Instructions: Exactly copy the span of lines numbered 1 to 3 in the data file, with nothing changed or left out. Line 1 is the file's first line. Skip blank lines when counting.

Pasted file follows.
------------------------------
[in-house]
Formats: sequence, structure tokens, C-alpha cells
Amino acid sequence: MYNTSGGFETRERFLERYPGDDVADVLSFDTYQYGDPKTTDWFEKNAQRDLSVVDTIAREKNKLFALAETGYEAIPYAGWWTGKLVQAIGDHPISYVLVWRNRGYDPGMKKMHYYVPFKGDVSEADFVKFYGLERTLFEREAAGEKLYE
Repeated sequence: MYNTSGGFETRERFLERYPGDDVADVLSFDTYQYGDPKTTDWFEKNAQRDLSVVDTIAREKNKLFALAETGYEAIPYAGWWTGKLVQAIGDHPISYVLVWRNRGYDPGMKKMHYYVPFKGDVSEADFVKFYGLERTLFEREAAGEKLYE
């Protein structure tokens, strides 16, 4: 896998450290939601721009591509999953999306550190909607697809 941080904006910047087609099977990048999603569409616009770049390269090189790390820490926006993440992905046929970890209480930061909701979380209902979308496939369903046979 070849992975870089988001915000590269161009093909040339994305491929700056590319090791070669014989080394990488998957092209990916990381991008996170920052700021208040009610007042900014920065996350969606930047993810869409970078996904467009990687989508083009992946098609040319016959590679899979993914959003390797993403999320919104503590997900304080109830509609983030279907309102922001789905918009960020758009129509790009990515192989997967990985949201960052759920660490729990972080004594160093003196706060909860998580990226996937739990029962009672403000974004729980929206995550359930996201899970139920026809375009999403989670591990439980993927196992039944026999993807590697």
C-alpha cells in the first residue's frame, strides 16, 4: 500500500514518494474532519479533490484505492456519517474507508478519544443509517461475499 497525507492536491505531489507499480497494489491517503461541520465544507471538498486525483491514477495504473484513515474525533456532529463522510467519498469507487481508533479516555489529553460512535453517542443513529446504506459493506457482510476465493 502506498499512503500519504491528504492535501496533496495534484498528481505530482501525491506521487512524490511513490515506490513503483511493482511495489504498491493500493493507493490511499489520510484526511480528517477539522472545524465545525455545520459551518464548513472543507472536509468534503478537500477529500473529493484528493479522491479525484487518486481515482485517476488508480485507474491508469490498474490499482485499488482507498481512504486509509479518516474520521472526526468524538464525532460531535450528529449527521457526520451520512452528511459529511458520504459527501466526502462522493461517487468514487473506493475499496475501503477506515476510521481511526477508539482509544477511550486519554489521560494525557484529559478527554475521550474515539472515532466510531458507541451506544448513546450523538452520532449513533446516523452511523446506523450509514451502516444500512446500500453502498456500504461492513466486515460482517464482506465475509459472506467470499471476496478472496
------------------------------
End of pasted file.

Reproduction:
[in-house]
Formats: sequence, structure tokens, C-alpha cells
Amino acid sequence: MYNTSGGFETRERFLERYPGDDVADVLSFDTYQYGDPKTTDWFEKNAQRDLSVVDTIAREKNKLFALAETGYEAIPYAGWWTGKLVQAIGDHPISYVLVWRNRGYDPGMKKMHYYVPFKGDVSEADFVKFYGLERTLFEREAAGEKLYE